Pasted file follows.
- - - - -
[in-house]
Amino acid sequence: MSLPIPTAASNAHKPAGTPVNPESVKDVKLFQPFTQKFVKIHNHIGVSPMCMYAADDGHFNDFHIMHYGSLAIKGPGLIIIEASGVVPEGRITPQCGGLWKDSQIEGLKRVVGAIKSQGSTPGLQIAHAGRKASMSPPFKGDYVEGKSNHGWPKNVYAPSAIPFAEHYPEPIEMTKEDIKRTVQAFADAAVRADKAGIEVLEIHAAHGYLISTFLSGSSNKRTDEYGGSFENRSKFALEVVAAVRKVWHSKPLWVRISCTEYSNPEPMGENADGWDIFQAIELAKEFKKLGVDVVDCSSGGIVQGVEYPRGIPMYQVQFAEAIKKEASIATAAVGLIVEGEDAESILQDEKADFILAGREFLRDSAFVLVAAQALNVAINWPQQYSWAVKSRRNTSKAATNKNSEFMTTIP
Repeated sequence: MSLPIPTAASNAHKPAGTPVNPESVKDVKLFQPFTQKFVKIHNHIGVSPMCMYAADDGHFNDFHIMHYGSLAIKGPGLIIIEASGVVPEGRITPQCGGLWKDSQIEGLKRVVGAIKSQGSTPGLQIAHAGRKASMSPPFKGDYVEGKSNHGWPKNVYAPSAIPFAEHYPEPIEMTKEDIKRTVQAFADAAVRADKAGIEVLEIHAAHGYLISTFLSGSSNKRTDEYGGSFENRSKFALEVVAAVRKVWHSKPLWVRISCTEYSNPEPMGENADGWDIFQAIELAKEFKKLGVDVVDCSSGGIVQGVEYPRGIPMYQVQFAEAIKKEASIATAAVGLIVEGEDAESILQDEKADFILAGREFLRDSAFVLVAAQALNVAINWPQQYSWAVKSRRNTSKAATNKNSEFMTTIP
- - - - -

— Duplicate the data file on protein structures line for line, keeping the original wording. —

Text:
[in-house]
Amino acid sequence: MSLPIPTAASNAHKPAGTPVNPESVKDVKLFQPFTQKFVKIHNHIGVSPMCMYAADDGHFNDFHIMHYGSLAIKGPGLIIIEASGVVPEGRITPQCGGLWKDSQIEGLKRVVGAIKSQGSTPGLQIAHAGRKASMSPPFKGDYVEGKSNHGWPKNVYAPSAIPFAEHYPEPIEMTKEDIKRTVQAFADAAVRADKAGIEVLEIHAAHGYLISTFLSGSSNKRTDEYGGSFENRSKFALEVVAAVRKVWHSKPLWVRISCTEYSNPEPMGENADGWDIFQAIELAKEFKKLGVDVVDCSSGGIVQGVEYPRGIPMYQVQFAEAIKKEASIATAAVGLIVEGEDAESILQDEKADFILAGREFLRDSAFVLVAAQALNVAINWPQQYSWAVKSRRNTSKAATNKNSEFMTTIP
Repeated sequence: MSLPIPTAASNAHKPAGTPVNPESVKDVKLFQPFTQKFVKIHNHIGVSPMCMYAADDGHFNDFHIMHYGSLAIKGPGLIIIEASGVVPEGRITPQCGGLWKDSQIEGLKRVVGAIKSQGSTPGLQIAHAGRKASMSPPFKGDYVEGKSNHGWPKNVYAPSAIPFAEHYPEPIEMTKEDIKRTVQAFADAAVRADKAGIEVLEIHAAHGYLISTFLSGSSNKRTDEYGGSFENRSKFALEVVAAVRKVWHSKPLWVRISCTEYSNPEPMGENADGWDIFQAIELAKEFKKLGVDVVDCSSGGIVQGVEYPRGIPMYQVQFAEAIKKEASIATAAVGLIVEGEDAESILQDEKADFILAGREFLRDSAFVLVAAQALNVAINWPQQYSWAVKSRRNTSKAATNKNSEFMTTIP